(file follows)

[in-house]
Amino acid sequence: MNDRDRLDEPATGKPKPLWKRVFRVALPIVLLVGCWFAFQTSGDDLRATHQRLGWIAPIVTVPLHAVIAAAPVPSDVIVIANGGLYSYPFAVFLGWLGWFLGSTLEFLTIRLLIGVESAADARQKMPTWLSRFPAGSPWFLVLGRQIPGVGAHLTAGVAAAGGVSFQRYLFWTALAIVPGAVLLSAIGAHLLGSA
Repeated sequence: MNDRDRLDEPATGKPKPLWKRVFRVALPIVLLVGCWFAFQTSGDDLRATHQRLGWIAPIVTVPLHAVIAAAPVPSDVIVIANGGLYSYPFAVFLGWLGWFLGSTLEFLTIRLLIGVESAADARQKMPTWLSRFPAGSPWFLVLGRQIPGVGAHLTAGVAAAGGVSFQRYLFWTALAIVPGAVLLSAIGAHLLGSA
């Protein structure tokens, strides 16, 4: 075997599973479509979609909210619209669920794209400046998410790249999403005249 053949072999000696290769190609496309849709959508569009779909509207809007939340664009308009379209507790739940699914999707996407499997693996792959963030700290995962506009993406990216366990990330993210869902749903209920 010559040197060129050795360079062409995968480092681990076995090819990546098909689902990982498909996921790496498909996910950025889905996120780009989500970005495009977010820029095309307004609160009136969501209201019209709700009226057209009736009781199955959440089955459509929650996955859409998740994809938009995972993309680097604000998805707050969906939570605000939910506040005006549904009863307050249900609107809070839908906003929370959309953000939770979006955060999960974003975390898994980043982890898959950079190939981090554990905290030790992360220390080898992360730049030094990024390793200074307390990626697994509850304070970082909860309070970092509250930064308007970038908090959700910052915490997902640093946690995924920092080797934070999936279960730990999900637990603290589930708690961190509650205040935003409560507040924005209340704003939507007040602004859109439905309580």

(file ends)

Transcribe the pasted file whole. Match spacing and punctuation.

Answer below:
[in-house]
Amino acid sequence: MNDRDRLDEPATGKPKPLWKRVFRVALPIVLLVGCWFAFQTSGDDLRATHQRLGWIAPIVTVPLHAVIAAAPVPSDVIVIANGGLYSYPFAVFLGWLGWFLGSTLEFLTIRLLIGVESAADARQKMPTWLSRFPAGSPWFLVLGRQIPGVGAHLTAGVAAAGGVSFQRYLFWTALAIVPGAVLLSAIGAHLLGSA
Repeated sequence: MNDRDRLDEPATGKPKPLWKRVFRVALPIVLLVGCWFAFQTSGDDLRATHQRLGWIAPIVTVPLHAVIAAAPVPSDVIVIANGGLYSYPFAVFLGWLGWFLGSTLEFLTIRLLIGVESAADARQKMPTWLSRFPAGSPWFLVLGRQIPGVGAHLTAGVAAAGGVSFQRYLFWTALAIVPGAVLLSAIGAHLLGSA
């Protein structure tokens, strides 16, 4: 075997599973479509979609909210619209669920794209400046998410790249999403005249 053949072999000696290769190609496309849709959508569009779909509207809007939340664009308009379209507790739940699914999707996407499997693996792959963030700290995962506009993406990216366990990330993210869902749903209920 010559040197060129050795360079062409995968480092681990076995090819990546098909689902990982498909996921790496498909996910950025889905996120780009989500970005495009977010820029095309307004609160009136969501209201019209709700009226057209009736009781199955959440089955459509929650996955859409998740994809938009995972993309680097604000998805707050969906939570605000939910506040005006549904009863307050249900609107809070839908906003929370959309953000939770979006955060999960974003975390898994980043982890898959950079190939981090554990905290030790992360220390080898992360730049030094990024390793200074307390990626697994509850304070970082909860309070970092509250930064308007970038908090959700910052915490997902640093946690995924920092080797934070999936279960730990999900637990603290589930708690961190509650205040935003409560507040924005209340704003939507007040602004859109439905309580």